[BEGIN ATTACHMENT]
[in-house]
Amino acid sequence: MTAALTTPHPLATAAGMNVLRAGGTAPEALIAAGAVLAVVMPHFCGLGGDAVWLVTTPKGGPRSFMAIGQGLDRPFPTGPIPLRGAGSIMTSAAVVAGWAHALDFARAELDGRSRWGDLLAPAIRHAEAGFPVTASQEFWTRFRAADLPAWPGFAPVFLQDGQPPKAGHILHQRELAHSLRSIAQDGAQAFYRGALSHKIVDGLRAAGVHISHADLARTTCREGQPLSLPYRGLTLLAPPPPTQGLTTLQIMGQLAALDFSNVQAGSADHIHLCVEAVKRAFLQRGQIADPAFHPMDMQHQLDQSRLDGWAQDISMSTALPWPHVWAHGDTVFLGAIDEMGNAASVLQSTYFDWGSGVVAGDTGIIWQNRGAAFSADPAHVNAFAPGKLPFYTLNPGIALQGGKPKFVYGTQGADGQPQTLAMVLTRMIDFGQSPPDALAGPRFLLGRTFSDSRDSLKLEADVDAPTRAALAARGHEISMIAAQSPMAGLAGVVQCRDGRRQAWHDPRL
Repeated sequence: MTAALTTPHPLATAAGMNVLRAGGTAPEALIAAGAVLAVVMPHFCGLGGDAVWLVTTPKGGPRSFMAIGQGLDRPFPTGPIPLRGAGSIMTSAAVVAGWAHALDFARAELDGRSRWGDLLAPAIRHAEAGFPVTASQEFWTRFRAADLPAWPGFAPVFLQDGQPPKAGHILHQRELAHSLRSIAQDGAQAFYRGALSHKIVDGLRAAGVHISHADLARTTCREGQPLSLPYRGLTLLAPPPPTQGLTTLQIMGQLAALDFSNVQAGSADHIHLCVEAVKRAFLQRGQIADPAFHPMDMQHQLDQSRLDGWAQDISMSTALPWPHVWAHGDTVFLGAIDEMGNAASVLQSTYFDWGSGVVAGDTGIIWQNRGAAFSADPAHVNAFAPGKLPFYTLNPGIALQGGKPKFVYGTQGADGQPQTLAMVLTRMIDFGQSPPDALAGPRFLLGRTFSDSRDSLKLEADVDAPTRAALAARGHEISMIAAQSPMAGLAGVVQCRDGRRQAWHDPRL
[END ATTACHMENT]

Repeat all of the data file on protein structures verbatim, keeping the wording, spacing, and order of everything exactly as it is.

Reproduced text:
[in-house]
Amino acid sequence: MTAALTTPHPLATAAGMNVLRAGGTAPEALIAAGAVLAVVMPHFCGLGGDAVWLVTTPKGGPRSFMAIGQGLDRPFPTGPIPLRGAGSIMTSAAVVAGWAHALDFARAELDGRSRWGDLLAPAIRHAEAGFPVTASQEFWTRFRAADLPAWPGFAPVFLQDGQPPKAGHILHQRELAHSLRSIAQDGAQAFYRGALSHKIVDGLRAAGVHISHADLARTTCREGQPLSLPYRGLTLLAPPPPTQGLTTLQIMGQLAALDFSNVQAGSADHIHLCVEAVKRAFLQRGQIADPAFHPMDMQHQLDQSRLDGWAQDISMSTALPWPHVWAHGDTVFLGAIDEMGNAASVLQSTYFDWGSGVVAGDTGIIWQNRGAAFSADPAHVNAFAPGKLPFYTLNPGIALQGGKPKFVYGTQGADGQPQTLAMVLTRMIDFGQSPPDALAGPRFLLGRTFSDSRDSLKLEADVDAPTRAALAARGHEISMIAAQSPMAGLAGVVQCRDGRRQAWHDPRL
Repeated sequence: MTAALTTPHPLATAAGMNVLRAGGTAPEALIAAGAVLAVVMPHFCGLGGDAVWLVTTPKGGPRSFMAIGQGLDRPFPTGPIPLRGAGSIMTSAAVVAGWAHALDFARAELDGRSRWGDLLAPAIRHAEAGFPVTASQEFWTRFRAADLPAWPGFAPVFLQDGQPPKAGHILHQRELAHSLRSIAQDGAQAFYRGALSHKIVDGLRAAGVHISHADLARTTCREGQPLSLPYRGLTLLAPPPPTQGLTTLQIMGQLAALDFSNVQAGSADHIHLCVEAVKRAFLQRGQIADPAFHPMDMQHQLDQSRLDGWAQDISMSTALPWPHVWAHGDTVFLGAIDEMGNAASVLQSTYFDWGSGVVAGDTGIIWQNRGAAFSADPAHVNAFAPGKLPFYTLNPGIALQGGKPKFVYGTQGADGQPQTLAMVLTRMIDFGQSPPDALAGPRFLLGRTFSDSRDSLKLEADVDAPTRAALAARGHEISMIAAQSPMAGLAGVVQCRDGRRQAWHDPRL